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1.  Time to secondary progression in patients with multiple sclerosis who were treated with first generation immunomodulating drugs 
Background:
It is currently unknown whether early immunomodulatory treatment in relapsing–remitting MS (RRMS) can delay the transition to secondary progression (SP).
Objective:
To compare the time interval from onset to SP in patients with RRMS between a contemporary cohort, treated with first generation disease modifying drugs (DMDs), and a historical control cohort.
Methods:
We included a cohort of contemporary RRMS patients treated with DMDs, obtained from the Swedish National MS Registry (disease onset between 1995–2004, n = 730) and a historical population-based incidence cohort (onset 1950–64, n = 186). We retrospectively analyzed the difference in time to SP, termed the “period effect” within a 12-year survival analysis, using Kaplan-Meier and Cox regression analysis.
Results:
We found that the “period” affected the entire severity spectrum. After adjusting for onset features, which were weaker in the contemporary material, as well as the therapy initiation time, the DMD-treated patients still exhibited a longer time to SP than the controls (hazard ratios: men, 0.32; women, 0.53).
Conclusion:
Our results showed there was a longer time to SP in the contemporary subjects given DMD. Our analyses suggested that this effect was not solely driven by the inclusion of benign cases, and it was at least partly due to the long-term immunomodulating therapy given.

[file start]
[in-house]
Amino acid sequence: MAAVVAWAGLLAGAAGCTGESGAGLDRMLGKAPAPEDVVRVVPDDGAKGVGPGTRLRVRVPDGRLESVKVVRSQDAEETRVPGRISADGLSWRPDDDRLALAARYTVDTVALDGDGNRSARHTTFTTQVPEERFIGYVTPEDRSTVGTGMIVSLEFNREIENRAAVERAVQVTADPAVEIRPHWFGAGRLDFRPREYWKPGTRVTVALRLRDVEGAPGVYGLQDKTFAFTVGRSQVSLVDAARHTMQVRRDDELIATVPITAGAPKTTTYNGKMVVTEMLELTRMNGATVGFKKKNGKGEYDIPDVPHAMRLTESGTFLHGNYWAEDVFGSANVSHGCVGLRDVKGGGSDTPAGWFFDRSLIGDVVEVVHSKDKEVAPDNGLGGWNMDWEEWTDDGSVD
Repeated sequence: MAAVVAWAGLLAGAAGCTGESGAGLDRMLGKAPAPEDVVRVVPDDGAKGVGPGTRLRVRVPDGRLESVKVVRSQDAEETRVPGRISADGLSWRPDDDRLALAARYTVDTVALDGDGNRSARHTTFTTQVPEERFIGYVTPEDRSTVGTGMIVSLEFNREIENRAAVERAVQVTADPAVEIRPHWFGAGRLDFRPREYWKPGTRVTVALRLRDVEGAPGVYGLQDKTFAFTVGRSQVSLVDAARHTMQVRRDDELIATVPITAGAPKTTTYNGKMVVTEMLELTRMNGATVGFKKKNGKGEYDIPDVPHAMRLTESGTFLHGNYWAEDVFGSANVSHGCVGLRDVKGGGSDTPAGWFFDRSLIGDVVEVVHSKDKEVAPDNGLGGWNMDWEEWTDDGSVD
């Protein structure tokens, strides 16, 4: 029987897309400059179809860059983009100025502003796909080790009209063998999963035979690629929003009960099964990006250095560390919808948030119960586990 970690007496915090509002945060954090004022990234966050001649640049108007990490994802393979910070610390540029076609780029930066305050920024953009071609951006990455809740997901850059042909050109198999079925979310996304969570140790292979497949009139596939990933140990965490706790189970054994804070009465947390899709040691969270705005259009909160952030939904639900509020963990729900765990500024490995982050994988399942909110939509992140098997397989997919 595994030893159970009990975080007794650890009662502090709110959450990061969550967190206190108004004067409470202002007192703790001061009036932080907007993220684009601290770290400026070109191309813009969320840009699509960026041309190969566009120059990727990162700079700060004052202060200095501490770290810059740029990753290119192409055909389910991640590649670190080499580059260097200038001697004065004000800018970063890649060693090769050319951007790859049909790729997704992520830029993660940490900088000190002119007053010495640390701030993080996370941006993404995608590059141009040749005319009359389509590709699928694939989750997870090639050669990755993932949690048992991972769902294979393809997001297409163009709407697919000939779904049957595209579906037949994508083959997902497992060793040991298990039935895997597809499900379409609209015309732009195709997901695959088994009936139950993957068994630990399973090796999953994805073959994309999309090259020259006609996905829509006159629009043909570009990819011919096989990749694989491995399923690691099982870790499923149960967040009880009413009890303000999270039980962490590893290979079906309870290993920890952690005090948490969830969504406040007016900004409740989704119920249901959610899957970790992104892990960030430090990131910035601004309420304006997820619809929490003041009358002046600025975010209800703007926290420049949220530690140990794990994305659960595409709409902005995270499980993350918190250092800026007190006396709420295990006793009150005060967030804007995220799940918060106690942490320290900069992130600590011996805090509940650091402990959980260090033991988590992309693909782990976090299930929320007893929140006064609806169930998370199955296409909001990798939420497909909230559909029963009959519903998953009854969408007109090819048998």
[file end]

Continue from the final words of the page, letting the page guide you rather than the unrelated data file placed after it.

doi:10.1177/1352458512463764
PMCID: PMC3652599  PMID: 23124789
Disease-modifying drugs; disease progression; disease severity; epidemiology; multiple sclerosis; relapsing–remitting multiple sclerosis; secondary progressive multiple sclerosis; Sweden; time to progression
2.  The risk for multiple sclerosis in female nurse anaesthetists: a register based study 
Background
Previous studies have suggested that exposure to organic solvents, including volatile anaesthetic agents, may be a risk factor for multiple sclerosis (MS), possibly in combination with genetic and other environmental factors.
Aims
To further investigate the role of volatile anaesthetic agents having similar acute toxic effects to other organic solvents.
Methods
Female nurse anaesthetists, other female nurses, and female teachers from middle and upper compulsory school levels were identified and retrieved from the 1985 census, Statistics Sweden. By means of the unique personal identity number in Sweden, these individuals were linked with the disability pension registers at The National Social Insurance Board and also with data on hospital care 1985–2000 at The National Board of Health and Welfare.
Results
The cumulative incidence rate ratio of MS was found to be increased in female nurse anaesthetists in relation to other nurses (statistically not significant) and teachers (statistically significant), respectively.
Conclusions
These findings give some support to previous findings of an increased risk for MS in nurse anaesthetists. This is interesting in the context of previous observations of organic solvents in general as a potential risk factor in MS.
doi:10.1136/oem.2005.024604
PMCID: PMC2078114  PMID: 16709703
exposure; volatile anaesthetic gases; organic solvents; risk

Results 1-2 (2)